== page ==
"Uncork Your Operational Bottlenecks . . . Boost Your Bottom Line!"

Chapter O – Operations

2. What is the difference between operating results and operating success?

Let’s assume that you’re responsible for getting customer orders out the door.  Let’s further assume that once an order is received, it takes five days for processing and shipping.  Now let’s look at a key metric: The percentage of the items ordered that actually shipped. For purposes of this illustration, let’s say that out of 100 items orders, only 87 left the building. 13 were backordered. That’s an 87% service level.  Is this success?

Certainly we have results.  But are these successful results?  Place yourself in the shoes of a customer.  In a world where instantaneous gratification is more the norm than not, will your customer be happy knowing that their order will take five days before shipping?  And when the order is received, how happy will they be when over 10% of what they ordered didn’t arrive?  To be clear, the average (from 2006 to ’10) for industry leading companies when it comes to delivering their orders complete and on-time 95.8%+ of the time.

The first step is to measure activity.  Establish key performance indicators (KPIs) that quantifiably assess performance.  Average days outstanding, scrap rate percentage, service level, inventory turnover, and dollars shipped per sales representative are all examples of metrics that can be tracked and are critical to your success.  And by tracking these kinds of metrics, you can also plan.  If, to be profitable, the company must achieve $1,000,000 in sales per month, then the goal is $50,000 per business day.

Once measured, what do these numbers mean?  The above-mentioned 87% service level, based on best practice norms of 96%, renders that activity sub-standard. So it’s important that you, your department and the company set objectives that, when realized, achieve success…not only in your eyes, but also in the eyes of the customer, whether internal or external.  What you want in the end are not just results but successful results.

8. Must you choose between efficiency and effectiveness?

A track and field sprinter has one – and only one – goal in mind: To get to the finish line as quickly as possible. At the other end of the spectrum, a bomb disposal expert diffusing live munitions must take all the time they need to do the job right. The heart surgeon, however, must walk a fine line between speed and outcome.  The heart can only be on the heart machine for so long, yet one slip and the patient’s life is in jeopardy.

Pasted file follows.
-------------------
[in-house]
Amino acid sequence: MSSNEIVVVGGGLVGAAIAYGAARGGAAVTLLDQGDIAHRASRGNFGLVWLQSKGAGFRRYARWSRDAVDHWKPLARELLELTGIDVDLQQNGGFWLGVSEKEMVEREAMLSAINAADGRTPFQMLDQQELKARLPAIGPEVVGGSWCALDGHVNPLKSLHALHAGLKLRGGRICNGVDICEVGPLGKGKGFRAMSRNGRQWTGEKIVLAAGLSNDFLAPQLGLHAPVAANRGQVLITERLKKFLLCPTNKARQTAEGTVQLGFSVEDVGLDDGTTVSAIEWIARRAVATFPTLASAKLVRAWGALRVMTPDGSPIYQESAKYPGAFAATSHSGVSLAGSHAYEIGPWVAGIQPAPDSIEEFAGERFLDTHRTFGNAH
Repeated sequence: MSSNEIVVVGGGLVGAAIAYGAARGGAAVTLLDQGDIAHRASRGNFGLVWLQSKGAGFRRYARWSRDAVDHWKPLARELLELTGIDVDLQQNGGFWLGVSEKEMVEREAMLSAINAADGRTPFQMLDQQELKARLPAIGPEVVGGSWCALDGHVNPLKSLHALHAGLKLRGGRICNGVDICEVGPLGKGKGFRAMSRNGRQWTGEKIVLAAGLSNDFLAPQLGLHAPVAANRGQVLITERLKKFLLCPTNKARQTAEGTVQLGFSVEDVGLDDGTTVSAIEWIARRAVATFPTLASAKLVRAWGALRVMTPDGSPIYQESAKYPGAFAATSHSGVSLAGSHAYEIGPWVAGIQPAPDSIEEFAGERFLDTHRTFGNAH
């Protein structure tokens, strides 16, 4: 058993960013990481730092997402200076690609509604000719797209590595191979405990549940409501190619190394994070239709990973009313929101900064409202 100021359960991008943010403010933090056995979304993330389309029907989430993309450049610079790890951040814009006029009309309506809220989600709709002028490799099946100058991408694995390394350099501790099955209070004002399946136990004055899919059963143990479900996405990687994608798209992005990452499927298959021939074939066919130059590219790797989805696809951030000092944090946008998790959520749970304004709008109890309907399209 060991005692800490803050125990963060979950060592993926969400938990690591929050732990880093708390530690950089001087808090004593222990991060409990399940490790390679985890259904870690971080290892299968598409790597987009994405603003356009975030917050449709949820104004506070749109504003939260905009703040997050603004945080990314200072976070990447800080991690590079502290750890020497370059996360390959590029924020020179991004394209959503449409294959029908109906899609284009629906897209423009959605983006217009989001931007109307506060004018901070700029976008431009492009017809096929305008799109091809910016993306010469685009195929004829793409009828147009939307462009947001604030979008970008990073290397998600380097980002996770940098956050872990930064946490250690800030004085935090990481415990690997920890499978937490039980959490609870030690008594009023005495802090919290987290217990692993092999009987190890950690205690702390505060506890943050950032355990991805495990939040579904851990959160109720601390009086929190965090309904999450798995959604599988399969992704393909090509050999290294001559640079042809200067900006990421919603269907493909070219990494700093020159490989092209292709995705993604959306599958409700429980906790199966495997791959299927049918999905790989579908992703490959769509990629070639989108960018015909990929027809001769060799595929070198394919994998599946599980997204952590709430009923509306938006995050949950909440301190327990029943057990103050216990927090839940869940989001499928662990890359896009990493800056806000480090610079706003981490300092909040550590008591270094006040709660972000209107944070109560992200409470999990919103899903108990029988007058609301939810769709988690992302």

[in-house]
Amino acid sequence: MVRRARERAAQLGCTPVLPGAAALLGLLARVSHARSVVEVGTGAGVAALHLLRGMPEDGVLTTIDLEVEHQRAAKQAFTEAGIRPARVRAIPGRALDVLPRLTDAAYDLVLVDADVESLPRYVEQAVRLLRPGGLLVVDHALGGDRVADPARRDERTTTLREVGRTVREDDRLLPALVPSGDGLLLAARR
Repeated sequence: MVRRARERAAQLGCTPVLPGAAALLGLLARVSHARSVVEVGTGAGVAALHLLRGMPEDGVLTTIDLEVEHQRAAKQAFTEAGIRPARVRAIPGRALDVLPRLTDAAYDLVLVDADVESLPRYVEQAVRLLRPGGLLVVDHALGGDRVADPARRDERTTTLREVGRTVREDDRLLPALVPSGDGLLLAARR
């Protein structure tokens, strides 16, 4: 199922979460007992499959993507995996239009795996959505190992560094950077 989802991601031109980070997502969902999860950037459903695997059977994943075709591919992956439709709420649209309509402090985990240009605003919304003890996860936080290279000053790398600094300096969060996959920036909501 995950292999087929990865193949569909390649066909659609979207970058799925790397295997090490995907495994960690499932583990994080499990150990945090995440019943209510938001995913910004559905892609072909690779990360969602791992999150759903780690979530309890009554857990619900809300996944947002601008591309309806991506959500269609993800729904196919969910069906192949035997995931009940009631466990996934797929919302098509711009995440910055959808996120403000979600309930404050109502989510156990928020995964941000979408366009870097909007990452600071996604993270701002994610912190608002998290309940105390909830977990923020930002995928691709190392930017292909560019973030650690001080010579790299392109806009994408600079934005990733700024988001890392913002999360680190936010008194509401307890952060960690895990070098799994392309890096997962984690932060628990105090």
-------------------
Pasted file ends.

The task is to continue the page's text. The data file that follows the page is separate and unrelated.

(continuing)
The heart surgeon is balancing efficiency with effectiveness. In operations the two are also inseparable.  They’re joined at the hip.  Consult your dictionary and you’ll see the following definitions –

  • Efficiency – accomplishment of or ability to accomplish a job with a minimum expenditure of time and effort
  • Effectiveness – adequate to accomplish a purpose; producing the intended or expected result

Or, as Peter Drucker put it, effective is doing the right thing, while efficient is doing things right.

Let’s move from the operating room to your office, factory floor or warehouse.  No matter what the task, isn’t the goal to perform the activity as quickly and accurately as possible? Whether it’s the manufacture of the widget, the shipping of an order or the deposit of cash, the faster the task is completed the less it costs the company.  Lower costs translate to greater profitability.  And more profits could mean bonuses or increased salaries.

But: Does doing the work at top speed mean that the task was done correctly; that it achieved the desired results?  No. The typists who type at 80 words per minute but make a dozen mistakes won’t keep their job very long, nor will the order-entry assistant who enters the most orders in the department but also makes the most errors.  The production manager who produces a record amount of widgets per hour, but must scrap 20% of the finished goods will also soon be looking for another job.

Your responsibility is to balance efficiency with effectiveness.  One without the other will prevent you from achieving operational success.

9. Is it critical to continuously improve your processes?

By the time this book hits the streets, it’s quite possible that Apple will have introduced to the marketplace their next generation iPad. If the rumors are true, the “iPad3” will have even more than its predecessors.  The launch of the original iPad was enormously successful.  So why the need to unveil generation 2? G3?

This is because the goal of any company should be constant improvement.  Intel knows that as they introduce their latest chip it will be replaced soon; the next generation is already beyond the drawing board. Therefore, they want to be the ones who make their own chip obsolete because if they don’t, someone else will. Continuous Process Improvement (CPI) is an ongoing effort aimed at improving current business processes used to provide goods or services.  It’s an ongoing effort to incrementally improve how products and services are provided and internal operations are conducted. The implementation is tactical, but the concept is strategic.

CPI activities target process simplification and reduction to elimination of process waste.  Think about the tasks you perform.  Can they be completed in fewer steps than what it takes currently?  How much time would that relieve for you to focus on other activities?  And how many dollars would that save the company/your department?

CPI is not just a managerial approach; it helps develop a culture of innovation and constant improvement within the company. It focuses on improving the bottom line, by saving money through increasing efficiency and raising sales through enhancing quality.  I highly suggest you become a champion of CPI (see Chapter P – Process Improvement for more information).

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